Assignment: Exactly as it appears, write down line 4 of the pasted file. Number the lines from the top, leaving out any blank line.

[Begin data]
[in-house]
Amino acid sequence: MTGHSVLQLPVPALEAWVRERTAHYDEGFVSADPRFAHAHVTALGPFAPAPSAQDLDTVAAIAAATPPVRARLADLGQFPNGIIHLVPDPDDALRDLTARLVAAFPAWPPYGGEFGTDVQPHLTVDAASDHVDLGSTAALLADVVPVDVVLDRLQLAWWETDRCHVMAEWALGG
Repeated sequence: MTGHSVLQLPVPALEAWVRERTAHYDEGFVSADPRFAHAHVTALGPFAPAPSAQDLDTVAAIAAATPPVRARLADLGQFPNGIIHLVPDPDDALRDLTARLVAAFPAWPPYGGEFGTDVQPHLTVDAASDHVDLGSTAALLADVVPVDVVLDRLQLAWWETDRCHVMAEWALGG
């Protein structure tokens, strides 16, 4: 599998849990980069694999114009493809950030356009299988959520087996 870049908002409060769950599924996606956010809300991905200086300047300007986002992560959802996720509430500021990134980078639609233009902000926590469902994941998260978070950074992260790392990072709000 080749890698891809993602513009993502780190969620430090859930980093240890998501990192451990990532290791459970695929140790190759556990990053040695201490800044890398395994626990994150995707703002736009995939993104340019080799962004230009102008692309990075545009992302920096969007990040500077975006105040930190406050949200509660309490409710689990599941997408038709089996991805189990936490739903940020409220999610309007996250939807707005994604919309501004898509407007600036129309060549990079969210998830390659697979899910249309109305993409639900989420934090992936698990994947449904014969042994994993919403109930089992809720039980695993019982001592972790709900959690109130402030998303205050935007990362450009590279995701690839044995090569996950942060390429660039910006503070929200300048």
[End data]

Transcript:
């Protein structure tokens, strides 16, 4: 599998849990980069694999114009493809950030356009299988959520087996 870049908002409060769950599924996606956010809300991905200086300047300007986002992560959802996720509430500021990134980078639609233009902000926590469902994941998260978070950074992260790392990072709000 080749890698891809993602513009993502780190969620430090859930980093240890998501990192451990990532290791459970695929140790190759556990990053040695201490800044890398395994626990994150995707703002736009995939993104340019080799962004230009102008692309990075545009992302920096969007990040500077975006105040930190406050949200509660309490409710689990599941997408038709089996991805189990936490739903940020409220999610309007996250939807707005994604919309501004898509407007600036129309060549990079969210998830390659697979899910249309109305993409639900989420934090992936698990994947449904014969042994994993919403109930089992809720039980695993019982001592972790709900959690109130402030998303205050935007990362450009590279995701690839044995090569996950942060390429660039910006503070929200300048």